The purpose of this study is to find framework schema of early Jusimpo-style Buddhist halls (Geungnakjeon Hall of Bongjeongsa Temple, Muryangsujeon Hall of Buseoksa Temple, and Daeungjeon Hall of Sudeoksa Temple ). Though the halls are known as built in the late Goryeo Period, they show the influence of the architectural style of the early Unified Silla Period. To find the adopted modules and proportions of these halls, this study conceived a schematic diagram based on the whole frame structure taking reference from the Cai-Fen system in Yingzao Fashi . In these three halls, the heights of each cross-beam (Dori ) are made up by the layers of member and member units. This study computes the values of Cai, Zhi, and Fen which can apply to both the section and the plan. The vertical section structure is determined by combining the standard member heights (Cai ) and the standard unit heights (CaiZhi ). The bays of columns are made by multiples of the standard member width (Fen).
Simgok Seowon is the commemorative shrine and academy established for scholar Jo Gwangjo (pen name : Jeongam). The shrine (sangnyangsik) and the east and west dormitories (Dongjae and Seojae) were built in 1636. The lecture hall, Imsimnu Pavilion, Sananggak and Munhyanggak buildings were built successively. Simgok Seowon is the only one that survived through the abolishment of seowon ordered by Regent Heungseon in the 19th century.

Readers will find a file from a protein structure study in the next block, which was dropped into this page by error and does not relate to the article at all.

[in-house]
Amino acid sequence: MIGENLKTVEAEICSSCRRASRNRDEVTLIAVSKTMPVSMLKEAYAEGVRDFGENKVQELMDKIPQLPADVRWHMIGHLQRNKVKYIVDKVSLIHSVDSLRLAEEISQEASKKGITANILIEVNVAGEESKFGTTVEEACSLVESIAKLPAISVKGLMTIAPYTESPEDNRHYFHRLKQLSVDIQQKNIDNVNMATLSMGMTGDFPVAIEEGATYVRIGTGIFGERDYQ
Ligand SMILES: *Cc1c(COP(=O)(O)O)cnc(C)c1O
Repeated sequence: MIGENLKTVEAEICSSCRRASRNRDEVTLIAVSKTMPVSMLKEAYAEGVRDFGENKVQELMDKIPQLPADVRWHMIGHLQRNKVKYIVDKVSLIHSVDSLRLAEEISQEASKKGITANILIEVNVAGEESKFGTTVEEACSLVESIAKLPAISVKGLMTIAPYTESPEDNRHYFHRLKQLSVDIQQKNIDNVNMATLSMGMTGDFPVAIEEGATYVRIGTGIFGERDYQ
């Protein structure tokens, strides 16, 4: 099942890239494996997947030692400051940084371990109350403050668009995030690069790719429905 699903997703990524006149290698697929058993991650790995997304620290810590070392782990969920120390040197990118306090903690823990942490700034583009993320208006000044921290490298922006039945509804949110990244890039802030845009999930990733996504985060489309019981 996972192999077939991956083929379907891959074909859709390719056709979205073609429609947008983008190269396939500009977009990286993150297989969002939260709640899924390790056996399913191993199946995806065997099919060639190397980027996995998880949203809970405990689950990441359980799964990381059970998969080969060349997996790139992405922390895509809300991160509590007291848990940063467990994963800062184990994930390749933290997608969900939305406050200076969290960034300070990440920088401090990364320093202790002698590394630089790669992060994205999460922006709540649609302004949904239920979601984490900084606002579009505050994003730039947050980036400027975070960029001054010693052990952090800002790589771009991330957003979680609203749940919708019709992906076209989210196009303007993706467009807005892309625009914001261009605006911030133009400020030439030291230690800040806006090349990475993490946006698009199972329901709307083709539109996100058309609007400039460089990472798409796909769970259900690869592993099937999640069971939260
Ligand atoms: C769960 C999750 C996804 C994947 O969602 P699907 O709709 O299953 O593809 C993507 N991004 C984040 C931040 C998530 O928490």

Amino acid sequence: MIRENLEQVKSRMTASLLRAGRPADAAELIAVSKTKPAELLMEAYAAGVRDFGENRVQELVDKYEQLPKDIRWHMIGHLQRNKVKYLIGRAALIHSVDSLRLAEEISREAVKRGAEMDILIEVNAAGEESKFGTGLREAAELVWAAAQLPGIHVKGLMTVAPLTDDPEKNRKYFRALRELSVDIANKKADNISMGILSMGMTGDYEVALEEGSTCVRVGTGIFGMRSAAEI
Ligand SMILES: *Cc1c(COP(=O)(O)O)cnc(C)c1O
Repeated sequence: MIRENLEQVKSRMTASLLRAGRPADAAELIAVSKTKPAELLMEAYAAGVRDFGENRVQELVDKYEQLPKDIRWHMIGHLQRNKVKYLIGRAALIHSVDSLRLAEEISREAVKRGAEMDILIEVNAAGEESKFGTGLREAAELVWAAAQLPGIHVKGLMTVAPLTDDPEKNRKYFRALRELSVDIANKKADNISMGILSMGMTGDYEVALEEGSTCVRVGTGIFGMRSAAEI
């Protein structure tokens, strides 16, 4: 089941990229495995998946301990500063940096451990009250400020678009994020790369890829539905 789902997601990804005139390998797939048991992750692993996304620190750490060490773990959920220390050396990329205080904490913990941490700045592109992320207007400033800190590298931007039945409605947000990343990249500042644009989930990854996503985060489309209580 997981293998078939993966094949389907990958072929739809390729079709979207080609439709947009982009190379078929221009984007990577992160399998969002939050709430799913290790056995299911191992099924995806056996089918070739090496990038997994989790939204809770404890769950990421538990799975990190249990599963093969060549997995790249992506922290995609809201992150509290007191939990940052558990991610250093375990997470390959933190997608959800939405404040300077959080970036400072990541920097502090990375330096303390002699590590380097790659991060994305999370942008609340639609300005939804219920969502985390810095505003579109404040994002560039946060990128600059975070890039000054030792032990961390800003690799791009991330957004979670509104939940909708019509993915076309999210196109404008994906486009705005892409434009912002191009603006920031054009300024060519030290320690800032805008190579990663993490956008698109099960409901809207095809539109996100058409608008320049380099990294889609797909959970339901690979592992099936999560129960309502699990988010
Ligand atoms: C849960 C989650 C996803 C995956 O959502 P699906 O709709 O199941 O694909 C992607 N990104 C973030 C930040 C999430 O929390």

The original seowon was renowned as a representative example showing the typical lecture hall in front and dormitory at the back (jeondanghujae) layout of the Giho School built in 1650. Two archaeological excavations were conducted in the lecture hall courtyard in 2004 and 2007∼2008, which prompted debates the position of the dormitories in respect to the lecture hall, whether the dormitories should be placed in front, or at the back of the lecture hall. Simgok Seowon had been long known as a representative example of the lecture hall in front layout, but the excavations revealed contrasting evidence, suggesting the possibility for a dormitories in front layout.
Recent studies and evidence show that the architecture of Simgok Seowon can be grouped into three phases. The first phase was when the shrine and both dormitories were built to the rear of the lecture hall, the second phase was when the lecture hall, Imsimnu Pavilion, Sananggak and Munhyanggak buildings were built, and lastly the third phase when the east, west dormitories were reconstructed in front of the lecture hall. The large scale construction of Simgok Seowon is related to the education based management of the academy by Doam Yi Jae, and the 17∼18th century remains confirmed from the archaeological excavations are evidence of this.